Guidewire’s chief innovation officer explains how technology and the risk landscape have changed following business models shifting post-pandemic 

For Paul Mang, chief innovation officer at software company Guidewire, the role the insurance industry plays in the wider economy ”is important for society” and ”meaningful” because it focuses around ”addressing some big risks”.

Due to his academic background –  Mang was assistant professor of strategic management at The University of Texas at Austin in the 90s and has always been interested in the motivation and meaning of work.

Speaking exclusively to Insurance Times, Mang says: “I spend a lot of time with people on my team to frame up what we are doing. I see us [as] doing something meaningful as the world is addressing some big risks.

“I think of this as important work - what [the insurance industry is] doing collectively is important for society.”

The fact that risks continue to evolve makes the role of the insurance industry even more apparent.

One example of a constantly evolving risk is cyber and the use of technology. This area has escalated post-pandemic, with new technologies opening up potential - and previously unconsidered - exposures.

Mang notes that new business models, such as hybrid working, have led to a greater reliance on technology and presented different ways of thinking about supply chains.

He adds: “Post-pandemic, as we rethink business models, we should create them with an eye towards resiliency – where you ask questions such as ’what else could happen?’ [or] ’what could have been different?

“As we create new models, we put ourselves in jeopardy.

“The world has changed and the insurance sector has followed – it’s just the natural evolution. 

“We must guard against being too slow in letting the interest on risk management and transfer get so far out that the demands are different than where we were before.”

Better understanding

To cater to the increased focus around cyber risks, Guidewire expanded its partnership with American credit rating agency S&P Global Ratings in November 2021, to better understand cyber events and the resultant impact of these events on businesses.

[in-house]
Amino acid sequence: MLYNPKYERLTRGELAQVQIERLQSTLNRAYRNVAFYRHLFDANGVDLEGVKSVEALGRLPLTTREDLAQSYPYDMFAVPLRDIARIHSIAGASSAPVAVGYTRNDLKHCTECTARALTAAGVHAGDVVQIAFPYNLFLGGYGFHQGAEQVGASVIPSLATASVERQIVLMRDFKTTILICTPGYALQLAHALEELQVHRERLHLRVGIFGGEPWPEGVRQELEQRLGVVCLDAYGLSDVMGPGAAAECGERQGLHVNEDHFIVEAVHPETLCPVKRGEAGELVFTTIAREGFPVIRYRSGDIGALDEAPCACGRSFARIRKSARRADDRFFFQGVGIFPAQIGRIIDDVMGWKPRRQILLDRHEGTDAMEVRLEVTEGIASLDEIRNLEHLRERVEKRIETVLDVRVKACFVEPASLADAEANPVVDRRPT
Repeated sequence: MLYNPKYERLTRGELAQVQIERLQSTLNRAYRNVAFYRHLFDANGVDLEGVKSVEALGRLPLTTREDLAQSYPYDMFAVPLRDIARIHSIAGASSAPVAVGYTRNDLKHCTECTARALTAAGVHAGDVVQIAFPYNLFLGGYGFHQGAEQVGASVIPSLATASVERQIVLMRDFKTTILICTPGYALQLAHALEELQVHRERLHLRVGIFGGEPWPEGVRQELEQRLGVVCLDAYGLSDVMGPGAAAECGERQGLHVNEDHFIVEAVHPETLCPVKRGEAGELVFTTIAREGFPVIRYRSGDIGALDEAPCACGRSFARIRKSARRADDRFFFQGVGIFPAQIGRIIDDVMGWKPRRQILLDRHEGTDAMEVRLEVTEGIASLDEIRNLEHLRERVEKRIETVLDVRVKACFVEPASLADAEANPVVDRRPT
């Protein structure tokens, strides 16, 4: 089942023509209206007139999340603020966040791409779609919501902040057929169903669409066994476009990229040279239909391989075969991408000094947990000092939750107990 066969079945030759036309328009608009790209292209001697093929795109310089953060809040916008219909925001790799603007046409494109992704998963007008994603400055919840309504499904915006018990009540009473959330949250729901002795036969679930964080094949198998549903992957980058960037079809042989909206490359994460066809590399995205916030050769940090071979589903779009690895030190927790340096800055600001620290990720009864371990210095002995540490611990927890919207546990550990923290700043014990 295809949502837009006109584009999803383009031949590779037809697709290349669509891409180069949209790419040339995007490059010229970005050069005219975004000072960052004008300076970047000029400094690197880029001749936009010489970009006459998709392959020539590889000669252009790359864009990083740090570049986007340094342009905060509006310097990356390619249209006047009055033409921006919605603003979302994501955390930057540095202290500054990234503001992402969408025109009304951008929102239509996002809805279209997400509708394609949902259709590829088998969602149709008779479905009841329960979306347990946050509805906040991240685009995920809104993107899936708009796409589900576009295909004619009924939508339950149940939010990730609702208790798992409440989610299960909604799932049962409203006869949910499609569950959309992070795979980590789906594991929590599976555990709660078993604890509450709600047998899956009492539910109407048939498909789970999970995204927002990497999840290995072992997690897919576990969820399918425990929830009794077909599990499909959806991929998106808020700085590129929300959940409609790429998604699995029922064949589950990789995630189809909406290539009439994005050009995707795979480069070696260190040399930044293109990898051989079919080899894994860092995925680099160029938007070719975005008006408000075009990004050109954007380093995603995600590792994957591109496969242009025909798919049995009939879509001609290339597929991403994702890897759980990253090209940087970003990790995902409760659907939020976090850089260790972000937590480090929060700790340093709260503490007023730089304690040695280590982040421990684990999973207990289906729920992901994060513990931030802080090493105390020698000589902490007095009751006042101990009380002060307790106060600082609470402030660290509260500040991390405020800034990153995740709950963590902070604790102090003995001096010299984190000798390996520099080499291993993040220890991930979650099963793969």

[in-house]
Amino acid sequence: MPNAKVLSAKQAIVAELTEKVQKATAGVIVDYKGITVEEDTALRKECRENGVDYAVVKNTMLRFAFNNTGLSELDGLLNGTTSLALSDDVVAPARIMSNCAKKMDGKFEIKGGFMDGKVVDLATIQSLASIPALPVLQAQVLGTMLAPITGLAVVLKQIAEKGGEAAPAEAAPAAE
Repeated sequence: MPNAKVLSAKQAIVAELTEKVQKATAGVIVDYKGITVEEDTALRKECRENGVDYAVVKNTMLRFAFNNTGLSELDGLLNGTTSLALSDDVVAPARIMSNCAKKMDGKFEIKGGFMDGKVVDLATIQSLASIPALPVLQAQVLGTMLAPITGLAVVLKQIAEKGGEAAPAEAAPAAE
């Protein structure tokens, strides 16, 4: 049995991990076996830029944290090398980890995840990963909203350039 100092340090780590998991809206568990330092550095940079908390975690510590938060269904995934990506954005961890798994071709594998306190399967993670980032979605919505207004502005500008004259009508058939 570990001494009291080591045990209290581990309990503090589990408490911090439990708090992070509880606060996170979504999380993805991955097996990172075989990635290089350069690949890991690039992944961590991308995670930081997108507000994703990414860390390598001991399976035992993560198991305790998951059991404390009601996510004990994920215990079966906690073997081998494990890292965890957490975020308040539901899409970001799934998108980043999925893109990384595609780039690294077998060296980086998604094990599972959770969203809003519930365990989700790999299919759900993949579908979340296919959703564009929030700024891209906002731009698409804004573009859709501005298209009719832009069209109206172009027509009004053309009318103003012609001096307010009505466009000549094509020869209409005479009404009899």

“We are quite optimistic about investing in capabilities to better understand data governance and security because it’s embedded in so much of modern life,” Mang says.

He gave the example of using a phone to turn on the heating or lights.

“That’s just part of what I think we are doing at Guidewire – investing on behalf of the industry to better understand what these exposures are and what could possibly go wrong,” he adds.

Paul Mang Guidewire

Paul Mang

Defining a company

For Mang, how companies define themselves has also shifted, which impacts on a business’ risk profile and how the insurance industry should treat these firms.

“It used to be simple to define what a company was,” he says.

However, businesses today can be fully or semi virtual. This could include, for example, a firm with no physical office premises that has networks outside the app the company exists on.

“It may be because our perception of a company is a legal [or physical] entity, but we are moving slowly to a place where the company is a much larger ecosystem,” he explains.

Mang believes the insurance industry will evolve to meet these new company definitions and operations.

He says: “The terms ‘platform’ and ‘ecosystems’ are used more and more for businesses – the insurance industry must think of that. The unit of analysis is no longer what we thought it was for a company many years ago.

”The Covid-19 pandemic and the Russia-Ukraine war has made it obvious that supply chains can get disrupted.”